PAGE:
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The idea of overdetermination refers to the organization of multiple determinants combining to define a psychic formation. The notion may be represented metaphorically as multiple nodes anchoring a web whose linking strands are lines of associated thoughts. The content of psychic formations understood in this way is determined by the points of intersection of the lines of association, along which psychic energy flows as part of a process of displacement.

Another Freudian conceptualization of overdetermination, lateral and etiopathogenic, views psychic formations as the outcome of a cumulation of causes whose combination is the necessary condition of their coming into being.

Freud introduced the concept of overdetermination very early on: it is sketched out in the Studies on Hysteria (1895d), though more in the etiopathogenic sense of a constitution of the subject rendering him vulnerable to a traumatic accumulation of factors than in the sense of chains of association. The latter sense emerged more clearly, indeed in its definitive form, in The Interpretation of Dreams (1900a), where the elements of the dream-content, viewed as nodes, are described as over-determined in that they are represented many times over in the dream-thoughts, which crystallize at these points. Overdetermination thus came to be seen as the basis of dream-formation, and Freud focused the remainder of his study on the mechanisms that facilitated it. Thus in analyzing the dream of "Irma's injection," he isolated the mechanism of condensation, and in particular developed the idea of "collective figures." And since overdetermination suggested a procedure for selecting the components of the dream-content, he proposed the notion of the displacement of psychical intensity along associative chains and ramifications. Displacement and condensation, he argued, were the foundation of dream-formation.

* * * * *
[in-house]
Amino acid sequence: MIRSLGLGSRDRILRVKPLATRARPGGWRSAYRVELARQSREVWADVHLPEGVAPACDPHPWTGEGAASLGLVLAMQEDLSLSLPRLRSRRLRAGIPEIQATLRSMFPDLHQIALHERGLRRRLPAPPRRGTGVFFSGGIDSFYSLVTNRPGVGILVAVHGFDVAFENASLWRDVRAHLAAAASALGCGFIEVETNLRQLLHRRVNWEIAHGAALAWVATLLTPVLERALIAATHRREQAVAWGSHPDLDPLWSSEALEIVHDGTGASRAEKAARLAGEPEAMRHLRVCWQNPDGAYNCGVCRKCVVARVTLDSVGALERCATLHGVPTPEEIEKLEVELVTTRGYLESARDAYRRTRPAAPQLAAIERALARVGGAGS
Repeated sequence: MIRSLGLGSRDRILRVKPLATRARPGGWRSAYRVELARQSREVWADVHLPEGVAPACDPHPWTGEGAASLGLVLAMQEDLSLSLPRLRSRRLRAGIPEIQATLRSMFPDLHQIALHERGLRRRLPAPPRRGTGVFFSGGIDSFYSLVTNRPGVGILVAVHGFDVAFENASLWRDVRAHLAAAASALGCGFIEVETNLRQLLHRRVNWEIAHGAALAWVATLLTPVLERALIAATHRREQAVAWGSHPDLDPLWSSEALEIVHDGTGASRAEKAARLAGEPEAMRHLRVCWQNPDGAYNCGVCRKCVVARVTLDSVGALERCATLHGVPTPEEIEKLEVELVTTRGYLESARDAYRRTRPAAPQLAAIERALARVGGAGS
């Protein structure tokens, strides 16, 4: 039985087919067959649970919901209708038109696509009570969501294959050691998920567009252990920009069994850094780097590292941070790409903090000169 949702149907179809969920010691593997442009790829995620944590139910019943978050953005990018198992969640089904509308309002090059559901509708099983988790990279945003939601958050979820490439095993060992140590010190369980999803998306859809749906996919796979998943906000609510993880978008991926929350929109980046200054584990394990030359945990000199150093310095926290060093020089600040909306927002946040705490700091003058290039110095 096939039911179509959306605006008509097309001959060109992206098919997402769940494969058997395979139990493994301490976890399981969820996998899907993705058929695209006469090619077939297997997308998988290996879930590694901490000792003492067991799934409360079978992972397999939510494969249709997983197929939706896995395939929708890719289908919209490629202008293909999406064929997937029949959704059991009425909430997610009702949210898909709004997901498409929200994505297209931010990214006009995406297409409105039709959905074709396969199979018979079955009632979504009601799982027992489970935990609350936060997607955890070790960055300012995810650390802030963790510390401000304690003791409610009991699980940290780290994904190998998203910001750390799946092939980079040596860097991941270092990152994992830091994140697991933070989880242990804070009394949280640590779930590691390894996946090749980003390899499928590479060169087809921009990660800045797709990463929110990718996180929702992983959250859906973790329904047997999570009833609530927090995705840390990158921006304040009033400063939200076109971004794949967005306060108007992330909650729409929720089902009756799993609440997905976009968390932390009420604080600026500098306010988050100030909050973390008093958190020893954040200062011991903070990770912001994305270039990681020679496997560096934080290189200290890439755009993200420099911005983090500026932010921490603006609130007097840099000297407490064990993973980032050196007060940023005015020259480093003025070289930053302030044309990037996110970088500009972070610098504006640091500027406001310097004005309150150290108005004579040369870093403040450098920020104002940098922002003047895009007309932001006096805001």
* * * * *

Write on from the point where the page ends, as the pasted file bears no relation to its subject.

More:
Overdetermination was seen by Freud as affecting the symptom as well as the dream; in the wake of Jacques Lacan it is applied more broadly to all formations of the unconscious. It should not be taken, however, as a principle of very wide extension, but simply as the basis of that fluctuation of associations which makes different interpretations of the same psychic formation possible.


Overdetermination, the idea that a single observed effect is determined by multiple causes at once (any one of which alone might be enough to account for the effect), was originally a key concept of Sigmund Freud's psychoanalysis.

For Freud and Psychoanalysis

Freud wrote in The Interpretation of Dreams that many features of dreams were usually "overdetermined," in that they were caused by multiple factors in the life of the dreamer, from the "residue of the day" (superficial memories of recent life) to deeply repressed traumas and unconscious wishes, these being "potent thoughts". Freud favored interpretations which accounted for such features not only once, but many times, in the context of various levels and complexes of the dreamer's psyche.

The concept was later borrowed for a variety of other realms of thought.

See Also


  1. Freud, Sigmund. (1900a). The interpretation of dreams. SE, 4-5.
  2. Freud, Sigmund, and Breuer, Josef. (1895d). Studies on hysteria. SE, 2: 48-106.